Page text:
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#ActualGlass_Knife

Posted 28 January 2013 - 12:49 PM

DirectSound is essentially a driver that bridges the gap between third party libraries (such as OpenGL, FMOD, etc) and hardware. DSound does emulate some effects and provides access to hardware acceleration if possible, but at ground level it's precisely that and nothing more: a driver.
 
Now, I'm not too familiar with OpenAL overall, but it's likely just a library like FMOD, which builds on top of native drivers depending on what operating system you're compiling on and what is available. OpenAL and FMOD (and other libraries) also provide additional functionality, like time-to-frequency domain conversion (essentially raw FFT and IFFT calls), effects (reverb, delay, etc) and format support (easy loading of audio file formats).
 
In short, you're probably not thinking of writing a driver, in which case "writing DirectSound from scratch" doesn't really make much sense. You are probably thinking of implementing various library functionalities, such as effects and the like (just to be clear: if you do - for whatever reason - want to write a driver, then I can't help you).

Yes, I don't really know what I want out of this smile.png. I've done lots of programming, and written a software renderer from scratch to learn about graphics. The last two books I purchased about 3D engine programming didn't cover sound. It seemed strange, because I figured that the sound stuff would be important. The more I learn about this, however, the more it seems like the sound and graphics are very different areas.

So yes, I shouldn't say I was to write Direct Sound. I think I mean I would like to be able to do things in software like mixing, reverb, pan, High and low pass filters, and that kind of thing. I don't really know what I need to learn, because if I already knew that, I wouldn't need to ask. biggrin.png

I will check out the book. It looks like a good place to start.

#1Glass_Knife

Posted 28 January 2013 - 12:49 PM

DirectSound is essentially a driver that bridges the gap between third party libraries (such as OpenGL, FMOD, etc) and hardware. DSound does emulate some effects and provides access to hardware acceleration if possible, but at ground level it's precisely that and nothing more: a driver.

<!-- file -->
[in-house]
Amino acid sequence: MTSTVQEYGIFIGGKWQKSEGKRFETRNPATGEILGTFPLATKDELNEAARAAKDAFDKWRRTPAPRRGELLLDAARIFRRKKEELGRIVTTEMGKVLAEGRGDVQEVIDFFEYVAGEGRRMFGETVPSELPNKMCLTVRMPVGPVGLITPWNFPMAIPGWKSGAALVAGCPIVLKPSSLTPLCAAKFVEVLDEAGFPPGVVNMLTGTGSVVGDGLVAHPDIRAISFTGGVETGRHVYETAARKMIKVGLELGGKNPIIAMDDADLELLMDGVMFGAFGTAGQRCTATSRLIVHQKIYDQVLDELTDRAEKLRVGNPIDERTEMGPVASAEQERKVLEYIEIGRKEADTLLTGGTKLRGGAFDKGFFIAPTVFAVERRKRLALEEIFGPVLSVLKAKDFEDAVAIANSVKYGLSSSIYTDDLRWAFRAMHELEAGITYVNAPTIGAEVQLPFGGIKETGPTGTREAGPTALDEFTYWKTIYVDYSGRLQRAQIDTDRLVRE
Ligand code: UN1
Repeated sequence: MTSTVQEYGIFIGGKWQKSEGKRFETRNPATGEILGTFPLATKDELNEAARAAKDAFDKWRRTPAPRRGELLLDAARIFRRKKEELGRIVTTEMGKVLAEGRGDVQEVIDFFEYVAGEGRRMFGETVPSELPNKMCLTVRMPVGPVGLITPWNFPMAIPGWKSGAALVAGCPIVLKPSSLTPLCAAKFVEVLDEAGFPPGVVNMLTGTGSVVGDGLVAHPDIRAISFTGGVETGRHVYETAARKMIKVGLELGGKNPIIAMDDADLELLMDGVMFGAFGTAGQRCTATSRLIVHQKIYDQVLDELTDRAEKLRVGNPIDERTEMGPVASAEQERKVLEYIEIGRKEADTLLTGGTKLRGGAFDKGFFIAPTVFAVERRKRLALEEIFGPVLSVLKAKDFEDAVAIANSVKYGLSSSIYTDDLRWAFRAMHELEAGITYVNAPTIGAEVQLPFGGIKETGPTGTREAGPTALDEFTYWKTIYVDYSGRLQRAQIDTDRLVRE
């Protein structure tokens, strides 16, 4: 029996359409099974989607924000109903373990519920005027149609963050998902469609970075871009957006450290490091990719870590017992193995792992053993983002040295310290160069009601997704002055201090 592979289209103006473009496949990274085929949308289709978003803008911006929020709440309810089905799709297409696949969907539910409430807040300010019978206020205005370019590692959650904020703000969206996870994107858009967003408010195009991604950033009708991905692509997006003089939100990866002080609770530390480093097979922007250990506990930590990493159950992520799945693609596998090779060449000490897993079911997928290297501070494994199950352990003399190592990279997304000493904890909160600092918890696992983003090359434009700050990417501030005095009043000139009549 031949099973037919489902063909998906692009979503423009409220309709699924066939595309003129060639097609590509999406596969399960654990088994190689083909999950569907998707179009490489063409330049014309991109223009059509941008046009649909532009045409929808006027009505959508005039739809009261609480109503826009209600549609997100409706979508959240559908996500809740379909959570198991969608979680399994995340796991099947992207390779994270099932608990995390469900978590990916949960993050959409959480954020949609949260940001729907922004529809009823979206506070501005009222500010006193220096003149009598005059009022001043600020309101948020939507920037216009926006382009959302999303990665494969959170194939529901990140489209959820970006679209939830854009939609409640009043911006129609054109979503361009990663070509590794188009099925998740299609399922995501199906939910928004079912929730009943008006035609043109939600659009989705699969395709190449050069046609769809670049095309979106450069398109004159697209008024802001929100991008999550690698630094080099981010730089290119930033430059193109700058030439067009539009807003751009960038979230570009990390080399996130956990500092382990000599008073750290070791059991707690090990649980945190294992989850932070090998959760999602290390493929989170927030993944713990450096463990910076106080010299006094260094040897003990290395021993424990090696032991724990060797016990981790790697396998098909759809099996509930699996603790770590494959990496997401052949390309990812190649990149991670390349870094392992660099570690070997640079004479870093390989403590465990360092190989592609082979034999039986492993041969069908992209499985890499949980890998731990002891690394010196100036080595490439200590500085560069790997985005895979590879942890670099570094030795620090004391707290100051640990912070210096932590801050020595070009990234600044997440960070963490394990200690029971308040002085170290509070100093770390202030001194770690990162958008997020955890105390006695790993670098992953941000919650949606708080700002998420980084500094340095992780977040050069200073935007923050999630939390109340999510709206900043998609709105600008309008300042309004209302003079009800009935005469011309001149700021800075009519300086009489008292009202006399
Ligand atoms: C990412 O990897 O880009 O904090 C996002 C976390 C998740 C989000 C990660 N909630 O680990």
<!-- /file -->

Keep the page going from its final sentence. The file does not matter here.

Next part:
Now, I'm not too familiar with OpenAL overall, but it's likely just a library like FMOD, which builds on top of native drivers depending on what operating system you're compiling on and what is available. OpenAL and FMOD (and other libraries) also provide additional functionality, like time-to-frequency domain conversion (essentially raw FFT and IFFT calls), effects (reverb, delay, etc) and format support (easy loading of audio file formats).
 
In short, you're probably not thinking of writing a driver, in which case "writing DirectSound from scratch" doesn't really make much sense. You are probably thinking of implementing various library functionalities, such as effects and the like (just to be clear: if you do - for whatever reason - want to write a driver, then I can't help you).

Yes, I don't really know what I out of this smile.png. I've done lots of programming, and written a software renderer from scratch to learn about graphics. The last two books I purchased about 3D engine programming didn't cover sound. It seemed strange, because I figured that the sound stuff would be important. The more I learn about this, however, the more it seems like the sound and graphics are very different areas.

So yes, I shouldn't say I was to write Direct Sound. I think I mean I would like to be able to do things in software like mixing, reverb, pan, High and low pass filters, and that kind of thing. I don't really know what I need to learn, because if I already knew that, I wouldn't need to ask. biggrin.png

I will check out the book. It looks like a good place to start.

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